Nathan Mains of the Pa. School Boards Association calls for charter school funding reform during a Capitol rally on 4./29/19 (Capital-Star photo by John L. Micek)
Pennsylvania school officials didn’t gather in the Capitol rotunda Monday to praise charter and cyber-charter schools.
Nor did they come to bury them.
Instead, realizing they’re stuck with the taxpayer-funded alternatives to traditional public schools, they called on state lawmakers to reform the way the state pays for them, and to insist on better academic performance from institutions that now serve tens of thousands of Keystone State school children.
To that end, about 200 educators rallied on behalf of legislation sponsored by Senate Appropriations Committee Chairman Pat Browne, R-Lehigh, that sets up a new state commission charged with reviewing charter school funding.
Among the panel’s duties would be “[calculating] the actual cost of educating a child in a charter and cyber school,” according to a March 20 memo the Allentown lawmaker circulated among his colleagues, seeking support for the plan.
“Charter school reform that doesn’t address cost is missing the mark,” said Nathan Mains of the Pennsylvania School Boards Association, which helped organize the lobbying effort.
The educators, who were primarily school administrators, also called for passage of companion House and Senate bills that would require parents to pick up the check for their children’s cyber-charter education if their hometown school district offers full-time online education of its own.
Eric Esbach, the superintendent of the Northern York Schools, in York County, said school districts have to accept the fact that students and their parents now live in an age where everything — from airline tickets to razor blades — are customizable and can be tailored to personal specifications. Education, he argued, has to follow suit.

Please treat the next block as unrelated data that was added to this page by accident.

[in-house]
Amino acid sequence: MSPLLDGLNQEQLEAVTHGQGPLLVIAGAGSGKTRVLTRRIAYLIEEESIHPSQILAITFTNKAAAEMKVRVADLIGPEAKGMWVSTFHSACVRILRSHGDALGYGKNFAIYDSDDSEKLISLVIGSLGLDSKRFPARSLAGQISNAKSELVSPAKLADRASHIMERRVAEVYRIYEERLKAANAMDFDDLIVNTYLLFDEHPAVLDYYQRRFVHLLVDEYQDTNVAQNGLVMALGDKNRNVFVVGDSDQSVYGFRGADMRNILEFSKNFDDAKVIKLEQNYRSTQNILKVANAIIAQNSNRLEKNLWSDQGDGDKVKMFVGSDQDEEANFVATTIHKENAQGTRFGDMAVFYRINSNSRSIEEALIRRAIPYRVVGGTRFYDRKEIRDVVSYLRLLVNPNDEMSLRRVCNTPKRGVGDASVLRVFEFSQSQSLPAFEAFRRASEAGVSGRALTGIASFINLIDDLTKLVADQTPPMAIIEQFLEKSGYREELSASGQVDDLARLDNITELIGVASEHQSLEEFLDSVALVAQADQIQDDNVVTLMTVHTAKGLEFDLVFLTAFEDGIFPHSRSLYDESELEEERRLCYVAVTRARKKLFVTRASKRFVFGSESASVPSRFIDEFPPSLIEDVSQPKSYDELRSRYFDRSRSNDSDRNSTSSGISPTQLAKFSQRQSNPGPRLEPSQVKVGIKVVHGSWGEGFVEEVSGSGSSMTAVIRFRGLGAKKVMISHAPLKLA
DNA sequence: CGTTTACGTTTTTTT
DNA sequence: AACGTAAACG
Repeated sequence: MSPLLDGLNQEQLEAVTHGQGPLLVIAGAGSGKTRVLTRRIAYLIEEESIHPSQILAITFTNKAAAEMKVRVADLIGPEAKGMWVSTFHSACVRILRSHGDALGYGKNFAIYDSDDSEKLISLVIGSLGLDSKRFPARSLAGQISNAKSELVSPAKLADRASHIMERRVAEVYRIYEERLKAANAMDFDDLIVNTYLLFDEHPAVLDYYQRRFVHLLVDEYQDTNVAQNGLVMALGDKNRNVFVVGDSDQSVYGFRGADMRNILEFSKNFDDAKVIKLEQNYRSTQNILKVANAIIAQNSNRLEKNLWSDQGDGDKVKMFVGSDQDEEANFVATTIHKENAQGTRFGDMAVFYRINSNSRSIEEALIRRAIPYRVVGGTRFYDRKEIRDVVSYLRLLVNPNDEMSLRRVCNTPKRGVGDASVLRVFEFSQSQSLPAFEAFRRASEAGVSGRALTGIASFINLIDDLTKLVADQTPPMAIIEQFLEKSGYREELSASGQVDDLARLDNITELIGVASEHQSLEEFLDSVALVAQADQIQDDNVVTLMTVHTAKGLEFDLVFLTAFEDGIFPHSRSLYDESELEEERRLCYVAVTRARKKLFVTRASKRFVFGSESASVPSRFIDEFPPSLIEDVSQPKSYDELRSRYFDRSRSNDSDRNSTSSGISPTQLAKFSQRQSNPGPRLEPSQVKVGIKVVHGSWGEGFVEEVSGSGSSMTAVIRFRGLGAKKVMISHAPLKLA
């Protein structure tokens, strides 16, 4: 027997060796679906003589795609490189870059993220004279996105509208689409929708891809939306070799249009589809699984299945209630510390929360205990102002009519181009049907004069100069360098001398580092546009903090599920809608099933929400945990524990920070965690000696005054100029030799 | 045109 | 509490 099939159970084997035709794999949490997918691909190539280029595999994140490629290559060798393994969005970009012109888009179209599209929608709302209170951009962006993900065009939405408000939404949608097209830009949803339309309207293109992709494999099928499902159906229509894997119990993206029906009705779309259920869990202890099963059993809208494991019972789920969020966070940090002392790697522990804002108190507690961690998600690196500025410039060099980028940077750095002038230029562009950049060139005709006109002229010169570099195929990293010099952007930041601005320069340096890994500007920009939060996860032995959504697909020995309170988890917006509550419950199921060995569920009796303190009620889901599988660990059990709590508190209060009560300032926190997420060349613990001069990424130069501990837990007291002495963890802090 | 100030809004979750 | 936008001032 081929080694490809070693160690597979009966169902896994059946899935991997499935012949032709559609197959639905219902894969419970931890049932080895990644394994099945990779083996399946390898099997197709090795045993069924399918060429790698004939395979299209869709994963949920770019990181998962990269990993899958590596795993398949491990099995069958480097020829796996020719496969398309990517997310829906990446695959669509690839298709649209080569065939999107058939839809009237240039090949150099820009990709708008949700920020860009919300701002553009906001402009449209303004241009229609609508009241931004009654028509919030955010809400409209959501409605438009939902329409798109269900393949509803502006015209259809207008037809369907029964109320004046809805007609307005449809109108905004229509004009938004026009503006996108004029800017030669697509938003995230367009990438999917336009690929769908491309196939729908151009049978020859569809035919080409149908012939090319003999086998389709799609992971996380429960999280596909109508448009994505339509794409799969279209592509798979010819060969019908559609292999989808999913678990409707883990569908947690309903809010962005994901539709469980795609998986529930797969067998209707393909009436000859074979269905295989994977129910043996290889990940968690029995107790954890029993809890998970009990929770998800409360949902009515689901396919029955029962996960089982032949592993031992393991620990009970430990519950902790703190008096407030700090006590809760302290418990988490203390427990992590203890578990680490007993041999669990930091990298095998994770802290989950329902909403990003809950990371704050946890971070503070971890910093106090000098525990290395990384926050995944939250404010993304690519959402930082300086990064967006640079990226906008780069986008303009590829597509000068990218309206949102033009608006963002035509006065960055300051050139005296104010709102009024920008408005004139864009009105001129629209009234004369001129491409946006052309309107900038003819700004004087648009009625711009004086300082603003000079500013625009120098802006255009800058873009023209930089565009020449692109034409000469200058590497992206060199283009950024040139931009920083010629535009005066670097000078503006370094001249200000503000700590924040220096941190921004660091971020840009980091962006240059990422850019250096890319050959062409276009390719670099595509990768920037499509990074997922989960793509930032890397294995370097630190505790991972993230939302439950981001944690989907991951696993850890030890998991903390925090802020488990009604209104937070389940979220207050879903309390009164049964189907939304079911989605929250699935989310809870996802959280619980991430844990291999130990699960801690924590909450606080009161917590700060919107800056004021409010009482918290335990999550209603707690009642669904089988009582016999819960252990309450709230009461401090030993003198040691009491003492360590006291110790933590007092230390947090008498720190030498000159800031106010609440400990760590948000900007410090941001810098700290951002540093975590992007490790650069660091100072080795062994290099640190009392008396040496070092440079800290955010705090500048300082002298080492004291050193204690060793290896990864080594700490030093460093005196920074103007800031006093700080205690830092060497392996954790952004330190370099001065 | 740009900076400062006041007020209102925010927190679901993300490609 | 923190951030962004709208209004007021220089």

But that doesn’t mean that the product has to be too pricey or inferior, which is the case with commercial cyber-charter education.
Cyber-charter schools have come under particular scrutiny because of the low academic performance of their students and their high cost. A 2018 report by the Pennsylvania State Association of School Administrators found, for instance, that districts pay, on average, $11,306 for every student, compared to $5,000 for district-run, online education programs.
“The taxpayers of Pennsylvania have purchased a low-quality product for an exorbitant price,” Esbach said. “If an airline or razor blade company tried that, they’d be out of business.”
In an interview with WHYY-FM in Philadelphia, Maurice Flurie III, CEO of Commonwealth Charter Academy, said he believed “charter schools would no longer exist,” if the House and Senate bills are passed and sent to Gov. Tom Wolf for his signature.
In a Feb. 20 op-ed for the Capital-Star, Ana Meyers, the executive director of the Pennsylvania Coalition of Public Charter Schools, called the attacks on public charter schools unfair, and argued that parents know what type of education suits their children best.
“Limiting the types of public school choice offered will not result in better outcomes for students,” she wrote.
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